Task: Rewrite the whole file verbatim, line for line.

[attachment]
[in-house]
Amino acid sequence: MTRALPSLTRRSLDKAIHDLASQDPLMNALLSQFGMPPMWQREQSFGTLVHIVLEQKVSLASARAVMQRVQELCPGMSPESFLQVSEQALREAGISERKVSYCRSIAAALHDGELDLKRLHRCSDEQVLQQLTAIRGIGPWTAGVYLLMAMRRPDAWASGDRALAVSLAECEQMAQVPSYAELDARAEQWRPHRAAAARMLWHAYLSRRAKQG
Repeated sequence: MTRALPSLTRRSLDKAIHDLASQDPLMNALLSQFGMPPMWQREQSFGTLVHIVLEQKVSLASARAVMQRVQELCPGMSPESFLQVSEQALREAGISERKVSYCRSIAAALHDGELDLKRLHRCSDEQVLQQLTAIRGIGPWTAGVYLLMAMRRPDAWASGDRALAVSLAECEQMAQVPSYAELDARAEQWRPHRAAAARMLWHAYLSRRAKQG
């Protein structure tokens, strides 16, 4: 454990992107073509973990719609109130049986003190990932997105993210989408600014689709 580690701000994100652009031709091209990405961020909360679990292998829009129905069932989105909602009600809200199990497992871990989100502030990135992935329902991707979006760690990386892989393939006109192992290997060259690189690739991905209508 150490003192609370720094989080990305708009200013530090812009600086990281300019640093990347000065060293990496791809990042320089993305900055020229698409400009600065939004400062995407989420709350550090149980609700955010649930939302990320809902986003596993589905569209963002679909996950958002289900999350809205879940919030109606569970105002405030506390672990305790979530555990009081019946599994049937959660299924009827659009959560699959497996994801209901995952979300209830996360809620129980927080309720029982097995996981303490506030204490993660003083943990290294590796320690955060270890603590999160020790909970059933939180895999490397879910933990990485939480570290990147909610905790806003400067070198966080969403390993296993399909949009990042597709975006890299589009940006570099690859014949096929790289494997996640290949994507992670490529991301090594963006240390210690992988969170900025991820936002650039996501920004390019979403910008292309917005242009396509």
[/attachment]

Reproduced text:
[in-house]
Amino acid sequence: MTRALPSLTRRSLDKAIHDLASQDPLMNALLSQFGMPPMWQREQSFGTLVHIVLEQKVSLASARAVMQRVQELCPGMSPESFLQVSEQALREAGISERKVSYCRSIAAALHDGELDLKRLHRCSDEQVLQQLTAIRGIGPWTAGVYLLMAMRRPDAWASGDRALAVSLAECEQMAQVPSYAELDARAEQWRPHRAAAARMLWHAYLSRRAKQG
Repeated sequence: MTRALPSLTRRSLDKAIHDLASQDPLMNALLSQFGMPPMWQREQSFGTLVHIVLEQKVSLASARAVMQRVQELCPGMSPESFLQVSEQALREAGISERKVSYCRSIAAALHDGELDLKRLHRCSDEQVLQQLTAIRGIGPWTAGVYLLMAMRRPDAWASGDRALAVSLAECEQMAQVPSYAELDARAEQWRPHRAAAARMLWHAYLSRRAKQG
């Protein structure tokens, strides 16, 4: 454990992107073509973990719609109130049986003190990932997105993210989408600014689709 580690701000994100652009031709091209990405961020909360679990292998829009129905069932989105909602009600809200199990497992871990989100502030990135992935329902991707979006760690990386892989393939006109192992290997060259690189690739991905209508 150490003192609370720094989080990305708009200013530090812009600086990281300019640093990347000065060293990496791809990042320089993305900055020229698409400009600065939004400062995407989420709350550090149980609700955010649930939302990320809902986003596993589905569209963002679909996950958002289900999350809205879940919030109606569970105002405030506390672990305790979530555990009081019946599994049937959660299924009827659009959560699959497996994801209901995952979300209830996360809620129980927080309720029982097995996981303490506030204490993660003083943990290294590796320690955060270890603590999160020790909970059933939180895999490397879910933990990485939480570290990147909610905790806003400067070198966080969403390993296993399909949009990042597709975006890299589009940006570099690859014949096929790289494997996640290949994507992670490529991301090594963006240390210690992988969170900025991820936002650039996501920004390019979403910008292309917005242009396509």